Publicaties

Swimming Activity of Gilthead Seabream (Sparus aurata) in Swim-Tunnels: Accelerations, Oxygen Consumption and Body Motion

Arechavala-Lopez, Pablo; Lankheet, Martin J.; Díaz-Gil, Carlos; Abbink, Wout; Palstra, Arjan P.

Samenvatting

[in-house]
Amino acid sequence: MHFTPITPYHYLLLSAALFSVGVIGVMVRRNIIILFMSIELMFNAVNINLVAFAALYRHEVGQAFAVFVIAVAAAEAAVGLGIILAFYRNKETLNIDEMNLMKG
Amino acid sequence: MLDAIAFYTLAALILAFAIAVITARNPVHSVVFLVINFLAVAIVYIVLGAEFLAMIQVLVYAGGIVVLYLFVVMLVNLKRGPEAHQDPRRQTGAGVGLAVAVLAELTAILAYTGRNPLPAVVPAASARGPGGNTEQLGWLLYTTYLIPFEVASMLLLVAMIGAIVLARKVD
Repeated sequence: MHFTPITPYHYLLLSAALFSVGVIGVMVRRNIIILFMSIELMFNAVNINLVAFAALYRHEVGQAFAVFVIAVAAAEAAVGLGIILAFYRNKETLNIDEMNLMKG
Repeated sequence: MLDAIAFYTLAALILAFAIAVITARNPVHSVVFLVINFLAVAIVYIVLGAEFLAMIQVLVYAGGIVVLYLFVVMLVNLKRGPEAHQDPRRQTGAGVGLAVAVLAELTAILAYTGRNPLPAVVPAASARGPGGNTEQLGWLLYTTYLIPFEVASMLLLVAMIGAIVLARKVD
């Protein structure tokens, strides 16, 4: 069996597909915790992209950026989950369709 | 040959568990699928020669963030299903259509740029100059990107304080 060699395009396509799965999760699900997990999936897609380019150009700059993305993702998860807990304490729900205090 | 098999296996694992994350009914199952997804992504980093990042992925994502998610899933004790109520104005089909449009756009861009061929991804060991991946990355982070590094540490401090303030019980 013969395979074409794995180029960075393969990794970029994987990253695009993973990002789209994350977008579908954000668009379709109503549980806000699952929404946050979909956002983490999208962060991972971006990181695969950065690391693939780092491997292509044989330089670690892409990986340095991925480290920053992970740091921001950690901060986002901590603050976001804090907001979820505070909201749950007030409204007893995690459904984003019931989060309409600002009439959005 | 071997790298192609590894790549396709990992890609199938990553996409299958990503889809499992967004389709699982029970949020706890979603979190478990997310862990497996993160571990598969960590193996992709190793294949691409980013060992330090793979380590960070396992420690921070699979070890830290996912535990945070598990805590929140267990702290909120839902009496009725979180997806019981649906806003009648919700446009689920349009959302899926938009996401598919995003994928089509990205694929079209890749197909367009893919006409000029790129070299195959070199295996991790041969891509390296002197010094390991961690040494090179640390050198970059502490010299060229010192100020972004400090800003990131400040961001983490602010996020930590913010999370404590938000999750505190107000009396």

Acoustic transmitters equipped with accelerometer sensors are considered a useful tool to study swimming activity, including energetics and movement patterns, of fish species in aquaculture and in nature. However, given the novelty of this technique, further laboratory-derived calibrations are needed to assess the characteristics and settings of accelerometer acoustic transmitters for different species and specific environmental conditions. In this study, we compared accelerometer acoustic transmitter outputs with swimming performance and body motion of gilthead seabream (Sparus aurata L.) in swim-tunnels at different flow speeds, which allowed us to characterize the swimming activity of this fish species of high aquaculture interest. Tag implantation in the abdominal cavity had no significant effects on swimming performance and body motion parameters. Accelerations, cost of transport and variations on head orientation (angle with respect to flow direction) were negatively related to flow speed in the tunnel, whereas oxygen consumption and frequencies of tail-beat and head movements increased with flow speed. These results show that accelerometer acoustic transmitters mainly recorded deviations from sustained swimming in the tunnel, due to spontaneous and explorative swimming at the lowest speeds or intermittent burst and coast actions to cope with water flow. In conclusion, accelerometer acoustic transmitters applied in this study provided a proxy for unsustained swimming activity, but did not contemplate the high-energy cost spent by gilthead seabream on sustained swimming, and therefore, it did not provide a proxy for general activity. Despite this limitation, accelerometer acoustic transmitters provide valuable insight in swim patterns and therefore may be a good strategy for advancing our understanding of fish swimming behavior in aquaculture, allowing for rapid detection of changes in species-specific behavioral patterns considered indicators of fish welfare status, and assisting in the refinement of best management practices.